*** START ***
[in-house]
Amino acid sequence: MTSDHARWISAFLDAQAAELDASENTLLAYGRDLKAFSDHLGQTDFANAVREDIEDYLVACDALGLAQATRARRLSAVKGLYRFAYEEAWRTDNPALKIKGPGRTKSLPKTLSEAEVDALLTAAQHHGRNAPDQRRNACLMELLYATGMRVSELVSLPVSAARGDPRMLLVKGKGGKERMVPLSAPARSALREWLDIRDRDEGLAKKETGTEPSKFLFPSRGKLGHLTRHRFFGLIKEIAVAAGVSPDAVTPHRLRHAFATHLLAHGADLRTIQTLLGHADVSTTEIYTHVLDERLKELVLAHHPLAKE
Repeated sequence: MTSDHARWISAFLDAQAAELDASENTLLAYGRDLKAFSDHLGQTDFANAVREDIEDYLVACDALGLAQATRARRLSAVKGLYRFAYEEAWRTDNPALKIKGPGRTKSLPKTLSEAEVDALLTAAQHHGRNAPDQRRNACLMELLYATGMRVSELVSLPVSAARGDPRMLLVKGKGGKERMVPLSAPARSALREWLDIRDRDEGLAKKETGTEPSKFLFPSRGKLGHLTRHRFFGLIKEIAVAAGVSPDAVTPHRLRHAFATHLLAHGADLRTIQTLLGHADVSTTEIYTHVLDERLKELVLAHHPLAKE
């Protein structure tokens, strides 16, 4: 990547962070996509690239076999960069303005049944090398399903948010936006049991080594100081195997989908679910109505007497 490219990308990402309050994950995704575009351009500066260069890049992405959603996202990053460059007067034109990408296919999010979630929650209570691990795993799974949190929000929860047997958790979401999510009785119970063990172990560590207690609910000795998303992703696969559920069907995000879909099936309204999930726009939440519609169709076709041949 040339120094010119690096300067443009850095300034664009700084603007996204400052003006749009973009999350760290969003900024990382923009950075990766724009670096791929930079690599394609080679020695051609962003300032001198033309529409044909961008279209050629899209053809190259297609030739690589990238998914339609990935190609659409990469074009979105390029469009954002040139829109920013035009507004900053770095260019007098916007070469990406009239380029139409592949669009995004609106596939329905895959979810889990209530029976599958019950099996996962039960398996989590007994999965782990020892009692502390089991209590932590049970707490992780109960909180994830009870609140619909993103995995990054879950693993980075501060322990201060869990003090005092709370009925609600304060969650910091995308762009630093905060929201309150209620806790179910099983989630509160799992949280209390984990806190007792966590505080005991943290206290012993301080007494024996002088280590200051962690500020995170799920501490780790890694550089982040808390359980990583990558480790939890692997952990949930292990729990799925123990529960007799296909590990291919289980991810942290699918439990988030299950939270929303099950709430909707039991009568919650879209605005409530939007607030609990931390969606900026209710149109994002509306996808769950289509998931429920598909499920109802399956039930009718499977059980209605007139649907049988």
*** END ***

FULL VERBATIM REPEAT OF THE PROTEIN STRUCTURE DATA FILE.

[in-house]
Amino acid sequence: MTSDHARWISAFLDAQAAELDASENTLLAYGRDLKAFSDHLGQTDFANAVREDIEDYLVACDALGLAQATRARRLSAVKGLYRFAYEEAWRTDNPALKIKGPGRTKSLPKTLSEAEVDALLTAAQHHGRNAPDQRRNACLMELLYATGMRVSELVSLPVSAARGDPRMLLVKGKGGKERMVPLSAPARSALREWLDIRDRDEGLAKKETGTEPSKFLFPSRGKLGHLTRHRFFGLIKEIAVAAGVSPDAVTPHRLRHAFATHLLAHGADLRTIQTLLGHADVSTTEIYTHVLDERLKELVLAHHPLAKE
Repeated sequence: MTSDHARWISAFLDAQAAELDASENTLLAYGRDLKAFSDHLGQTDFANAVREDIEDYLVACDALGLAQATRARRLSAVKGLYRFAYEEAWRTDNPALKIKGPGRTKSLPKTLSEAEVDALLTAAQHHGRNAPDQRRNACLMELLYATGMRVSELVSLPVSAARGDPRMLLVKGKGGKERMVPLSAPARSALREWLDIRDRDEGLAKKETGTEPSKFLFPSRGKLGHLTRHRFFGLIKEIAVAAGVSPDAVTPHRLRHAFATHLLAHGADLRTIQTLLGHADVSTTEIYTHVLDERLKELVLAHHPLAKE
């Protein structure tokens, strides 16, 4: 990547962070996509690239076999960069303005049944090398399903948010936006049991080594100081195997989908679910109505007497 490219990308990402309050994950995704575009351009500066260069890049992405959603996202990053460059007067034109990408296919999010979630929650209570691990795993799974949190929000929860047997958790979401999510009785119970063990172990560590207690609910000795998303992703696969559920069907995000879909099936309204999930726009939440519609169709076709041949 040339120094010119690096300067443009850095300034664009700084603007996204400052003006749009973009999350760290969003900024990382923009950075990766724009670096791929930079690599394609080679020695051609962003300032001198033309529409044909961008279209050629899209053809190259297609030739690589990238998914339609990935190609659409990469074009979105390029469009954002040139829109920013035009507004900053770095260019007098916007070469990406009239380029139409592949669009995004609106596939329905895959979810889990209530029976599958019950099996996962039960398996989590007994999965782990020892009692502390089991209590932590049970707490992780109960909180994830009870609140619909993103995995990054879950693993980075501060322990201060869990003090005092709370009925609600304060969650910091995308762009630093905060929201309150209620806790179910099983989630509160799992949280209390984990806190007792966590505080005991943290206290012993301080007494024996002088280590200051962690500020995170799920501490780790890694550089982040808390359980990583990558480790939890692997952990949930292990729990799925123990529960007799296909590990291919289980991810942290699918439990988030299950939270929303099950709430909707039991009568919650879209605005409530939007607030609990931390969606900026209710149109994002509306996808769950289509998931429920598909499920109802399956039930009718499977059980209605007139649907049988």